In most cases, the answer is a yes — although there have been some reports that the streaming service might not be quite as eco-friendly as what audiences believe. However, Netflix is certainly doing its bit and has started upping its eco game.
For starters, Netflix vows to use as little electricity as possible in all offices and DVD warehouses, and any energy the brand does use is matched with regional renewable energy certificates.
But what about all the electricity that Netflix’s customers use when streaming their favorite shows and films? The brand also has this covered. Even though the brand can’t control this indirect use of energy, they still try to make it as sustainable as possible by getting suppliers to match and report on this usage. Netflix then uses carbon off-setting and renewable energy certificates to try and match it.
Unlike Netflix and PayPal, IKEA is a brand that produces a huge amount of consumer goods. Despite its output, though, it still ranks well with consumers when it comes to brand sustainability.
That could be because of the natural vibe that the Scandi brand has, but it could also be down to the fact that IKEA is serious about sustainability and the environment. In 2020, the brand completely phased out single-use packaging in all of its stores. Additionally, lighting throughout the stores will also be converted to efficient LEDs — and by 2030 all materials used will be completely renewable and recyclable.
So far, these efforts seem to be having a positive effect as 2019 was the first year IKEA’s carbon footprint reduced while its retail sales grew.
Facebook may have been involved in a few controversies over some of its more dubious policies and incidents, but it’s doing fairly well when it comes to brand sustainability perception.
The brand even disclosed its carbon footprint right back in 2012 before many big organizations were willing to do so. It also shared its energy sources — even though 27% came from coal, this was almost matched with renewable resources at 23%.
Not letting up in its sustainability efforts, Facebook has set itself some big goals for 2020. For instance, the brand promised to reduce its greenhouse gas footprint by 75% and reach 100% renewable energy.
As with many other brands mentioned already, Facebook is also keen to partner with other businesses and organizations that have sustainability at their core.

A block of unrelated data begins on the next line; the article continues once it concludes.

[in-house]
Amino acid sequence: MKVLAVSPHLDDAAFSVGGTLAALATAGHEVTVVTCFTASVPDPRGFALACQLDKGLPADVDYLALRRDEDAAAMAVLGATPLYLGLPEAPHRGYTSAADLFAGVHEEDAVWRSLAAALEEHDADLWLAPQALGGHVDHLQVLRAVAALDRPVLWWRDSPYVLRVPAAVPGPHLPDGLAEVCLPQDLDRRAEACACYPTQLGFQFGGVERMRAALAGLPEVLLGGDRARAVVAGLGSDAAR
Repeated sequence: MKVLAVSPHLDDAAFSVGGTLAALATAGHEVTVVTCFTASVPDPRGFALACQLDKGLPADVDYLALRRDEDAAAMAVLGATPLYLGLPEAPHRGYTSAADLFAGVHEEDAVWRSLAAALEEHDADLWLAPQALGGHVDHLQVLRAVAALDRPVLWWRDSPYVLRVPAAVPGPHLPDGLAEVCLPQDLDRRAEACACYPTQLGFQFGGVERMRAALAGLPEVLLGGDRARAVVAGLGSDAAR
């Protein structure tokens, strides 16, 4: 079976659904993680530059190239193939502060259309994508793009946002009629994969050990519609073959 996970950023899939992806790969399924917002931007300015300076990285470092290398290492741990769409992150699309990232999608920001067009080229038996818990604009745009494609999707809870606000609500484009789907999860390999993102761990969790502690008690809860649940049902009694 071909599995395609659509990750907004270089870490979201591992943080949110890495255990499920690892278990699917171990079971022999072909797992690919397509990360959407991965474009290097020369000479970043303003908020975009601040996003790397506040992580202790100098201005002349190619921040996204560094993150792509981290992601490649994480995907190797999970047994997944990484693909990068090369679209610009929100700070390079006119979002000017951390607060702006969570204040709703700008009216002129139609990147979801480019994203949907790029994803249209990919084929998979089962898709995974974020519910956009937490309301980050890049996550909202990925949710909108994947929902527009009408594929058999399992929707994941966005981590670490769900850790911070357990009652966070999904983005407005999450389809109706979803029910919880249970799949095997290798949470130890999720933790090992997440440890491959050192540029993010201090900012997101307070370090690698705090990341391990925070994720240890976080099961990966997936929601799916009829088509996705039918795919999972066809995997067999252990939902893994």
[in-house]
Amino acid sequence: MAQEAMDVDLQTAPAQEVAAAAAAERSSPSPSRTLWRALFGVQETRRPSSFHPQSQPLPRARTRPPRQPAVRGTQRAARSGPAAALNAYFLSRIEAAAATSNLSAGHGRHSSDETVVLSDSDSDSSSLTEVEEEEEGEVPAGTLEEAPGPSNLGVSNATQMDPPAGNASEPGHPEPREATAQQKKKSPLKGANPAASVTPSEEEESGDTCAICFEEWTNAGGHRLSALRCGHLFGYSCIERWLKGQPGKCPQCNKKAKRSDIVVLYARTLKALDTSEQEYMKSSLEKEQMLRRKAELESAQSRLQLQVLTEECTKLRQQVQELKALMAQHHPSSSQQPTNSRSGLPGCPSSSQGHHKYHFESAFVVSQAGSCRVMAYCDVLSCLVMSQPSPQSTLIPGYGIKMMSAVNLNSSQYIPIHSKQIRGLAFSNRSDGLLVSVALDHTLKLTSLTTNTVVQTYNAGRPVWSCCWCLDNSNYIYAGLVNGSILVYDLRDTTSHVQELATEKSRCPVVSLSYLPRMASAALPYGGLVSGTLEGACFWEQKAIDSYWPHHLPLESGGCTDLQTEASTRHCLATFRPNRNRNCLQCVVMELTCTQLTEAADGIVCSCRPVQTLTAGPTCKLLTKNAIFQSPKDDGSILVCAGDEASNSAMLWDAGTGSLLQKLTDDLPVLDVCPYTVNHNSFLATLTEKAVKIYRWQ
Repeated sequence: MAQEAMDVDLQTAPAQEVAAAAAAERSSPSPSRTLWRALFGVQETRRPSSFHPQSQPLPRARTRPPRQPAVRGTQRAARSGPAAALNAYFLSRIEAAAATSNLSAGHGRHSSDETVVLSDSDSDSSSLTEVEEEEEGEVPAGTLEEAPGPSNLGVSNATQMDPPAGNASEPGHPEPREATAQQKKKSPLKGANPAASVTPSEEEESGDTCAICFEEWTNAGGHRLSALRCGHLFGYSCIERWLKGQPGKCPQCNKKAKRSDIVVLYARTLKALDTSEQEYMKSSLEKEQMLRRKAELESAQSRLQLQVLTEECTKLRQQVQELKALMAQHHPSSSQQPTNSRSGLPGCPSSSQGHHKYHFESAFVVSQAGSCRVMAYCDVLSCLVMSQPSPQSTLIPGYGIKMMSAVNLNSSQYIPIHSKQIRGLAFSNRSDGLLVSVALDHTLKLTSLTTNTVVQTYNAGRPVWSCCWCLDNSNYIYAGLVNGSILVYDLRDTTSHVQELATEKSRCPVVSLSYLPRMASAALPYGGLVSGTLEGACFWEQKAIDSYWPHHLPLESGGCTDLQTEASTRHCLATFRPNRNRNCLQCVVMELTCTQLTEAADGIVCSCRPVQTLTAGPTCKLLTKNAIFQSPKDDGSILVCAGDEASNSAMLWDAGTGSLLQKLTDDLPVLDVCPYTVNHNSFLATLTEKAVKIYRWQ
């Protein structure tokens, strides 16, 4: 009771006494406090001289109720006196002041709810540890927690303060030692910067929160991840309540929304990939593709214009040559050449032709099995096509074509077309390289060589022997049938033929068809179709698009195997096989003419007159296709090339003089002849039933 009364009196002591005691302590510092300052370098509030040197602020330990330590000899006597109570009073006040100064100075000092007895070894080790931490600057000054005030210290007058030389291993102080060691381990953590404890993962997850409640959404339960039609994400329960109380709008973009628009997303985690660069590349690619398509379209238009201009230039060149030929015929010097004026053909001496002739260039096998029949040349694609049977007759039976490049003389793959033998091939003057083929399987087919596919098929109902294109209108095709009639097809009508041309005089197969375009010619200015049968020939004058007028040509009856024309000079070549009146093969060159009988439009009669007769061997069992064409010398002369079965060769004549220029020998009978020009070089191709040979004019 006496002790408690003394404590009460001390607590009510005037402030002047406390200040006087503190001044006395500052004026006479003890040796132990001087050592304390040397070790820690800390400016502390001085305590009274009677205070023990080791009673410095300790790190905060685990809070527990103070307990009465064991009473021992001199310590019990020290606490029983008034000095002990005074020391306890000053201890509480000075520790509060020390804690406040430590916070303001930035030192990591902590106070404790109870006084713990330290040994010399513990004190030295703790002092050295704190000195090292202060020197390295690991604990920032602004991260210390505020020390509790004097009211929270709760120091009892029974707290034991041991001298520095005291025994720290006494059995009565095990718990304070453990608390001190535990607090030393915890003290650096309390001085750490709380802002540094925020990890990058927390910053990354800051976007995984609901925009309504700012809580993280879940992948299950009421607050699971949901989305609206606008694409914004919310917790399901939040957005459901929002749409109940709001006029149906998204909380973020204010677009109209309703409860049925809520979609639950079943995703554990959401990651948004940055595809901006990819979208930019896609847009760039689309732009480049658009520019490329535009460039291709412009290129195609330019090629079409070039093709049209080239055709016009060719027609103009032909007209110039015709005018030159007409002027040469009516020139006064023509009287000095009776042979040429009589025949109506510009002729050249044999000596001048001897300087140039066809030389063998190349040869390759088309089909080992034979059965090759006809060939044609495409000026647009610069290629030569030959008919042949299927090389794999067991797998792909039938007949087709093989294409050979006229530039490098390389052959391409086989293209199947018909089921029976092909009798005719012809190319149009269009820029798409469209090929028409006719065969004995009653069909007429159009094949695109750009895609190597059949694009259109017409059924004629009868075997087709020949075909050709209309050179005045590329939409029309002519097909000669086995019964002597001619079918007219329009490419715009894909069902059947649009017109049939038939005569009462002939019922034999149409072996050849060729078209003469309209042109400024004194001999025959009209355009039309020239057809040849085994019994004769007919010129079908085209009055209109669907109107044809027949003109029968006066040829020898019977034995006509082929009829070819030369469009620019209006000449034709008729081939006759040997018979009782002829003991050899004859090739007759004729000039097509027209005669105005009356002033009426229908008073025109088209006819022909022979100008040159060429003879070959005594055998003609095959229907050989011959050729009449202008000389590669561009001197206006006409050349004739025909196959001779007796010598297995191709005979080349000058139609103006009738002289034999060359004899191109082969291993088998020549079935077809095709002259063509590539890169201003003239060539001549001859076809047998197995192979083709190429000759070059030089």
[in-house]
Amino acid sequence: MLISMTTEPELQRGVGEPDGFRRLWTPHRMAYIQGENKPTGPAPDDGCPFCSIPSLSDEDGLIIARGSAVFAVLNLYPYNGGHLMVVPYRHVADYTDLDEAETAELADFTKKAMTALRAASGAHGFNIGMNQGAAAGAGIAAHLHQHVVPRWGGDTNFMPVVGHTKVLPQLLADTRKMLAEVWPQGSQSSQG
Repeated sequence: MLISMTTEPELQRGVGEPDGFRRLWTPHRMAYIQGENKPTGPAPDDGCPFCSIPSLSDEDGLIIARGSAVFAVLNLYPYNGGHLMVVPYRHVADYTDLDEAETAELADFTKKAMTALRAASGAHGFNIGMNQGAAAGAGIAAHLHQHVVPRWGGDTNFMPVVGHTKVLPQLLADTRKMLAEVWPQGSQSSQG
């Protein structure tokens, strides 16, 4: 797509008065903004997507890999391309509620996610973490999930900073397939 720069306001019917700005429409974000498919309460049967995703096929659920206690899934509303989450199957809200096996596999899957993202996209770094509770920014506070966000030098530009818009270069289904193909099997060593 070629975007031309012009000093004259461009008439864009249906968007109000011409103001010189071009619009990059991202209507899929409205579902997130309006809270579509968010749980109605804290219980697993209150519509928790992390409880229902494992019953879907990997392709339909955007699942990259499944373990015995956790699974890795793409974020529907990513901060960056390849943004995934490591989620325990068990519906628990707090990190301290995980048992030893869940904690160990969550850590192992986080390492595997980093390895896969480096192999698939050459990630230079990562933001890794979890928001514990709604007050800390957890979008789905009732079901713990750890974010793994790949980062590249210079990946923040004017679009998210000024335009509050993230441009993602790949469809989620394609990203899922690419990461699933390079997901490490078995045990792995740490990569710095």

Facebook isn’t the only brand that has successfully weathered a fair share of scandals. Amazon hasn’t had an easy time with PR over the past few years either. But what about when it comes to its sustainability and environmental policies? Well, that’s one area in which Jeff Bezos actually impresses.
Bezos is known to be committed to Amazon’s environmental efforts and has committed the brand to meet the goals of the Paris Climate Agreement. To help the brand achieve that, Amazon has purchased 100,000 electric delivery vans and 80% of the energy used by the brand is expected to be from reusable resources by 2024. Bezos hopes that the brand will be completely emission-free by 2030.
These days, most global brands are doing something to help the environment and maintain sustainable operations. Even those that aren’t well-known for their sustainability policies are often making moves behind the scenes. But, if companies were honest — 100% honest, that is — they'd likely admit there's more they could be doing to help the enviroment.
As consumers wise up to the reality of the current state of the environment, it’s something that every brand needs to be aware of. Most importantly, brand managers should be looking at how their organization is helping the environment and make sure that the brand story is clear in portraying these values.
Not only will this attract a wider customer base, but it should also prevent you from earning a negative reputation despite putting in plenty of effort —just like the five unfortunate brands in the first half of this article.